The principal authority governing cases of this nature is Pickering v. Board of Education, 391 U.S. 563, 88 S.Ct. 1731, 20 L.Ed.2d 811 (1968), in which the local newspaper published a letter to the editor from a teacher, Marvin Pickering, which criticized the local School Board's handling of certain bond issue proposals and its allocation of resources. Pickering's letter took the position, among others, that too much money was being spent on athletics. The Board fired Pickering for writing the letter, and Pickering brought suit, alleging that the firing in retaliation for his exercise of a First Amendment-protected right was a tort in violation of the Constitution. Id. at 564, 567.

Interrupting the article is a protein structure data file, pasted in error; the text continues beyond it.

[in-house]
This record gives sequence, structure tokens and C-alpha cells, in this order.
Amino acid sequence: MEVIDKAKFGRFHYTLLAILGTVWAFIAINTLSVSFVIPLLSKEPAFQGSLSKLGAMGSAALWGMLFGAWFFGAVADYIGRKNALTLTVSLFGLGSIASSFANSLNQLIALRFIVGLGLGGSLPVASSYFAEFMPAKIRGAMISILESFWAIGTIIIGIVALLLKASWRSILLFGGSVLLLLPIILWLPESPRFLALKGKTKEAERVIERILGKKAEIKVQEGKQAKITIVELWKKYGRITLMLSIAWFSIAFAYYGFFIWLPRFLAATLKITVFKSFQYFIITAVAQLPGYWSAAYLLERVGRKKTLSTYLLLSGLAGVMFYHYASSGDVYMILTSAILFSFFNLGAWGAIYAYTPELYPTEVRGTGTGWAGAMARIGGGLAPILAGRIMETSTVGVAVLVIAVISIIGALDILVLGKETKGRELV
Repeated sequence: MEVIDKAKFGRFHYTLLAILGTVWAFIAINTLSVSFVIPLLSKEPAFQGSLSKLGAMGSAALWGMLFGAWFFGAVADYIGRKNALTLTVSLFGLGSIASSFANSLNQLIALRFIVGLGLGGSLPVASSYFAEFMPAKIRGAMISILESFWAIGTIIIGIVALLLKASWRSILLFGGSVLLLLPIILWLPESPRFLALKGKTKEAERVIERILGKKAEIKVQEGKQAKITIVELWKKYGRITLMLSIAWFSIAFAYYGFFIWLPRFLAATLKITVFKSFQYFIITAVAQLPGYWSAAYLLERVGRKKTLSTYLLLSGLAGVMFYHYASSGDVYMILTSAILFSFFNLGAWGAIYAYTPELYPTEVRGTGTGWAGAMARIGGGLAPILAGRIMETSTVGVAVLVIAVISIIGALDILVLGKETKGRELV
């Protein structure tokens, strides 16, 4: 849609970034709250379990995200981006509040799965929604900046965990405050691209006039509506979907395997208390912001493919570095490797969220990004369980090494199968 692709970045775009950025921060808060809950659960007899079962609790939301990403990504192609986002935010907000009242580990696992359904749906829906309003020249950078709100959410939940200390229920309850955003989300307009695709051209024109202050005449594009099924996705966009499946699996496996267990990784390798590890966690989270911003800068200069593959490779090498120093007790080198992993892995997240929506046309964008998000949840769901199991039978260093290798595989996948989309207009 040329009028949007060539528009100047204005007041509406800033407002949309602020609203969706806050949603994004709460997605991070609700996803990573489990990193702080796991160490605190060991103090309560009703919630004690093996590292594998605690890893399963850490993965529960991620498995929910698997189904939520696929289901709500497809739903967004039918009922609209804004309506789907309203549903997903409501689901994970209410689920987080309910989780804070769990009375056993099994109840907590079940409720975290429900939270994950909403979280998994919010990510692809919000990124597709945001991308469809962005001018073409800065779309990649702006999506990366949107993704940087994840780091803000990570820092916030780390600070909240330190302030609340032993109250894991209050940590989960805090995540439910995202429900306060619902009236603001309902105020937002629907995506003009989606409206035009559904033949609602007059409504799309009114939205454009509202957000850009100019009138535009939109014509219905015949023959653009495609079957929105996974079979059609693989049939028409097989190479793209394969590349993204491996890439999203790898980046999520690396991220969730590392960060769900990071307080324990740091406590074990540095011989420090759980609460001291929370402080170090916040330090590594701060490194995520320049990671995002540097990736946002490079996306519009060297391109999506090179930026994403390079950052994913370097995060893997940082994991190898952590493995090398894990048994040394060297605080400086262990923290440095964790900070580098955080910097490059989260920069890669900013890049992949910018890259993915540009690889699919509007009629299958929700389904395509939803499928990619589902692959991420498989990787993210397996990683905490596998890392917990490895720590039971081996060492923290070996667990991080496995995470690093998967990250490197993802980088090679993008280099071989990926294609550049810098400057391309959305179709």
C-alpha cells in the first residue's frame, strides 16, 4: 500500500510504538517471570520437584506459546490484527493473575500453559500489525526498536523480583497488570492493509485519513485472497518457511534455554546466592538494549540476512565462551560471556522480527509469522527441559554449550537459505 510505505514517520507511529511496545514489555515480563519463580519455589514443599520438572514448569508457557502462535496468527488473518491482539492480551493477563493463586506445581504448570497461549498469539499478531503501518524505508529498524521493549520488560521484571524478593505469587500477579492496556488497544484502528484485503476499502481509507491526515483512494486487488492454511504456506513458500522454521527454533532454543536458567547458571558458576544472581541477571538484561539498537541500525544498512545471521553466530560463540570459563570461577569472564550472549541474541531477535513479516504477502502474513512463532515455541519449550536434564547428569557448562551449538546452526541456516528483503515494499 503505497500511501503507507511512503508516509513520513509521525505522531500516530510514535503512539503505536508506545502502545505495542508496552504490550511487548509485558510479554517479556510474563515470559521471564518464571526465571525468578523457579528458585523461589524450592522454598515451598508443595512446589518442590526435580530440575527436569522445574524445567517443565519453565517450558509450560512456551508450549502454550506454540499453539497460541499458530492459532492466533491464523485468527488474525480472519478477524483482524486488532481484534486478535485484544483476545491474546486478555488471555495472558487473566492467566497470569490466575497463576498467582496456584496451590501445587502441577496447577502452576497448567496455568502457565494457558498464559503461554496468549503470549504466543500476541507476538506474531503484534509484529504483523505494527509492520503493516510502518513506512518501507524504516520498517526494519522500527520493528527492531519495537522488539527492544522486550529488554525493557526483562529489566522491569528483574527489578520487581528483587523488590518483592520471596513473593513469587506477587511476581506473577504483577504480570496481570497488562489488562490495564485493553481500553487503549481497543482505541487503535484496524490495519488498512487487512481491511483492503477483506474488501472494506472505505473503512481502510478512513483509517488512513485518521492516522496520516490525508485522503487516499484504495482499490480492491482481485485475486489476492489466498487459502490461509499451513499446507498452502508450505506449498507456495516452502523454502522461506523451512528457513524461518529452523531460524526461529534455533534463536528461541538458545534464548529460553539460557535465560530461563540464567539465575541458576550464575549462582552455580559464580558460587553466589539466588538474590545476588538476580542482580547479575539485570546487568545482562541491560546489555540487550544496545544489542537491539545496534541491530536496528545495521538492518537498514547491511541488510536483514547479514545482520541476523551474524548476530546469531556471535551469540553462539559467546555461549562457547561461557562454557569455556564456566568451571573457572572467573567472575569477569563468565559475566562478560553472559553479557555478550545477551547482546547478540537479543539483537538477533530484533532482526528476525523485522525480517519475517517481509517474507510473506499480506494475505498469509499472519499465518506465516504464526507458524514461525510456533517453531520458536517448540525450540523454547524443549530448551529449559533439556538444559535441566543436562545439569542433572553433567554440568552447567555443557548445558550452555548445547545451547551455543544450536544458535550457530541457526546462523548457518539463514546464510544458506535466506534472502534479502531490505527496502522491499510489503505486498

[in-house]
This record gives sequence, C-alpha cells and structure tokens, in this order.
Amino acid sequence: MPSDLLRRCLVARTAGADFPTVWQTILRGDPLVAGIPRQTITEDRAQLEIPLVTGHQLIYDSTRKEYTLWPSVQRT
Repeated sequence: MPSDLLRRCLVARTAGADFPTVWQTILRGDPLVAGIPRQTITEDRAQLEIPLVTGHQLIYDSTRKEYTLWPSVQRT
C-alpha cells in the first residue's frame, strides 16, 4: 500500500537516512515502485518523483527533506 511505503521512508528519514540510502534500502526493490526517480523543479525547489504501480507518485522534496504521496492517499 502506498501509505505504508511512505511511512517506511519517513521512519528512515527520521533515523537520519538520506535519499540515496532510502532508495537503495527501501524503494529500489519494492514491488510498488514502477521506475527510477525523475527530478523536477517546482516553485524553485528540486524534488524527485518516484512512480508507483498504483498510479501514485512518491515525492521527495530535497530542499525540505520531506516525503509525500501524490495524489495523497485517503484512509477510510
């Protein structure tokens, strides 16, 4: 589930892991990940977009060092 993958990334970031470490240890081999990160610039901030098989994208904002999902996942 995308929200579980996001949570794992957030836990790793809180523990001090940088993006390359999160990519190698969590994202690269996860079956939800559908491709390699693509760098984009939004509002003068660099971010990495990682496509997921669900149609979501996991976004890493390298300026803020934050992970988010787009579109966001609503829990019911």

The Supreme Court ruled in the teacher's favor, but only after engaging in a balancing of interests. The Court made clear that, while public school teachers do not relinquish their First Amendment right to speak as citizens on matters of public interest regarding their schools, that right does not necessarily protect them from adverse employment action by reason of their speech. This is because “the State has interests as an employer in regulating the speech of its employees that differ significantly from those it possesses in connection with regulation of the speech of the citizenry in general .” Id. at 568. The Court's reasoning thus relied on the proposition that a public employer does not necessarily violate an employee's First Amendment rights by taking an adverse employment action against that employee to discipline her for speech on matters of public concern, even when that speech is protected (in other ways) under the First Amendment. In such circumstances, rather than consider the speech under the lens of strict scrutiny, courts must “arrive at a balance between the interests of the teacher, as a citizen, in commenting upon matters of public concern and the interest of the State, as an employer, in promoting the efficiency of the public services it performs through its employees.” Id.